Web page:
Tragic death | 

Dublin woman whose child died after ingesting methadone acquitted of wilful neglect

A post mortem report concluded she had suffered acute brain inflammation, “most likely” caused by having ingested methadone, resulting in her death.

Sadie Douglas. Picture: Collins

Bray People

A woman whose two-year-old daughter died six years ago after ingesting methadone has been acquitted of wilfully neglecting the child.

Heidi Douglas died in April 2016, three days after she had been admitted to Our Lady’s Children’s Hospital in Crumlin. A post mortem report concluded she had suffered acute brain inflammation, “most likely” caused by having ingested methadone, resulting in her death.

Her mother, Sadie Douglas (39) of Rathsallagh Drive, Shankill, had pleaded not guilty at Dublin Circuit Criminal Court to wilful neglect of her child leading to her death on dates between April 13 and 14, 2016.

The 10 jurors took just over an hour to reach their verdict on day-five of the trial.

Judge Orla Crowe thanked the jurors for their time in what she said was “an extremely difficult case”. She excused the jurors from further jury duty for five years.

Judge Crowe confirmed that there was nothing else pending against Ms Douglas before she discharged her from the indictment and told her she was free to go.

Ms Douglas’ partner, Christopher O’Reilly, of the same address, pleaded guilty last July to the same charge and was sentenced to three and a half years in prison.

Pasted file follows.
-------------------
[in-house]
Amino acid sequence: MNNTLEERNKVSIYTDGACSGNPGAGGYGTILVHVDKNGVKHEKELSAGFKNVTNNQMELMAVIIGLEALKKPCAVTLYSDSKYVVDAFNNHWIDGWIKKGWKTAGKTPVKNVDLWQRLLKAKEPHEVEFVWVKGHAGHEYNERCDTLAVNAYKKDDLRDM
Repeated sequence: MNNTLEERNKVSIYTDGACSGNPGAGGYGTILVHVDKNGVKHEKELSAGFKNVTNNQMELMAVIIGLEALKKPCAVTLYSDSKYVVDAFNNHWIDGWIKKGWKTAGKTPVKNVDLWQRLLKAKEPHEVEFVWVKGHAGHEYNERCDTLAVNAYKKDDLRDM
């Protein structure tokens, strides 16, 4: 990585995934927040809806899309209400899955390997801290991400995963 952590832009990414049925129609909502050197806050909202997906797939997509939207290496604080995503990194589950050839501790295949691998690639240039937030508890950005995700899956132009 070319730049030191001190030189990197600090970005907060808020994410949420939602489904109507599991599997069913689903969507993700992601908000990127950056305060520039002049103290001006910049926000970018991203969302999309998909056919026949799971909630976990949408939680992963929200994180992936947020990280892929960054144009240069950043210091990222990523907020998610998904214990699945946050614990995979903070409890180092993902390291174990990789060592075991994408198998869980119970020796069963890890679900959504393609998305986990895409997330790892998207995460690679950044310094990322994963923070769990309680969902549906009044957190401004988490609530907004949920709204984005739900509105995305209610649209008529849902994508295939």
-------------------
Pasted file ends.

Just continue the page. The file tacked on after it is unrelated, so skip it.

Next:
The trial heard that O’Reilly was a recovering heroin addict and was taking daily doses of methadone, a heroin substitute, obtained on weekly prescription from a local chemist. A cup with traces of methadone in it was found in the house on the day in question.

The couple’s older daughter, four-year-old Sophie, had died tragically in February 2016 from a brain haemorrhage arising out of a birth condition known as AVM, short for arteriovenous malformation.

The night before Heidi's death, her parents stayed up much of the night looking at photographs of their deceased daughter, the court heard. Ms Douglas said Heidi slept in until 10.30 that morning before going downstairs with her six-year-old brother.

Her brother got her chocolate spread and breadsticks, and the children were “up and down the stairs” and watching telly.

Ms Douglas told gardaí Heidi was “grand, a bit wheezy” and went to sleep in her cot before she was found unresponsive and not breathing at about 3pm.

The family called emergency services who arrived quickly. Paramedics noticed that Heidi’s pupil were pinpoint-size, which is one of the signs of an overdose, and administered Naloxone which is an antidote to methadone.